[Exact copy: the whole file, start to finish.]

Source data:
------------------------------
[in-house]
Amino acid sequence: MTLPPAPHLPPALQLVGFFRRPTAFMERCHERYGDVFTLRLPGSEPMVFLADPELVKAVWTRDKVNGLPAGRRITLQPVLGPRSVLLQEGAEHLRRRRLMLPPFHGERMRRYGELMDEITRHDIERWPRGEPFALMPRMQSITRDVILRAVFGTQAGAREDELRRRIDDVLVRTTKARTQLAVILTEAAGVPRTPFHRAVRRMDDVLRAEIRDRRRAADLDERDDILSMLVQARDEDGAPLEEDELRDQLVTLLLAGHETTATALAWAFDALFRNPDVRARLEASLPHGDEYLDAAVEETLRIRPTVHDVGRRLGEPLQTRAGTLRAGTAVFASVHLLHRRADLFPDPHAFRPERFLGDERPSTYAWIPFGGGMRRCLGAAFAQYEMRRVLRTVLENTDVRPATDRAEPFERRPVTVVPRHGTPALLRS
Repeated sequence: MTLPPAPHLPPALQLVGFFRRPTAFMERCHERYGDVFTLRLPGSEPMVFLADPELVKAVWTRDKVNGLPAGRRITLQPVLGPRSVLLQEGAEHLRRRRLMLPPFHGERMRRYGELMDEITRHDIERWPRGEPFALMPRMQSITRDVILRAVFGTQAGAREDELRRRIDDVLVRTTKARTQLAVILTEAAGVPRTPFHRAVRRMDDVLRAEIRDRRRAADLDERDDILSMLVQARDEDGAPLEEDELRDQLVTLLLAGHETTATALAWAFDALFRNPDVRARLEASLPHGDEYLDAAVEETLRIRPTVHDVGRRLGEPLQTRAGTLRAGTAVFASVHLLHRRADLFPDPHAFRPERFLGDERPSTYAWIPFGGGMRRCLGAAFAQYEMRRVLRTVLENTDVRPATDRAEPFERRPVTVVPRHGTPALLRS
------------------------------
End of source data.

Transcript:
[in-house]
Amino acid sequence: MTLPPAPHLPPALQLVGFFRRPTAFMERCHERYGDVFTLRLPGSEPMVFLADPELVKAVWTRDKVNGLPAGRRITLQPVLGPRSVLLQEGAEHLRRRRLMLPPFHGERMRRYGELMDEITRHDIERWPRGEPFALMPRMQSITRDVILRAVFGTQAGAREDELRRRIDDVLVRTTKARTQLAVILTEAAGVPRTPFHRAVRRMDDVLRAEIRDRRRAADLDERDDILSMLVQARDEDGAPLEEDELRDQLVTLLLAGHETTATALAWAFDALFRNPDVRARLEASLPHGDEYLDAAVEETLRIRPTVHDVGRRLGEPLQTRAGTLRAGTAVFASVHLLHRRADLFPDPHAFRPERFLGDERPSTYAWIPFGGGMRRCLGAAFAQYEMRRVLRTVLENTDVRPATDRAEPFERRPVTVVPRHGTPALLRS
Repeated sequence: MTLPPAPHLPPALQLVGFFRRPTAFMERCHERYGDVFTLRLPGSEPMVFLADPELVKAVWTRDKVNGLPAGRRITLQPVLGPRSVLLQEGAEHLRRRRLMLPPFHGERMRRYGELMDEITRHDIERWPRGEPFALMPRMQSITRDVILRAVFGTQAGAREDELRRRIDDVLVRTTKARTQLAVILTEAAGVPRTPFHRAVRRMDDVLRAEIRDRRRAADLDERDDILSMLVQARDEDGAPLEEDELRDQLVTLLLAGHETTATALAWAFDALFRNPDVRARLEASLPHGDEYLDAAVEETLRIRPTVHDVGRRLGEPLQTRAGTLRAGTAVFASVHLLHRRADLFPDPHAFRPERFLGDERPSTYAWIPFGGGMRRCLGAAFAQYEMRRVLRTVLENTDVRPATDRAEPFERRPVTVVPRHGTPALLRS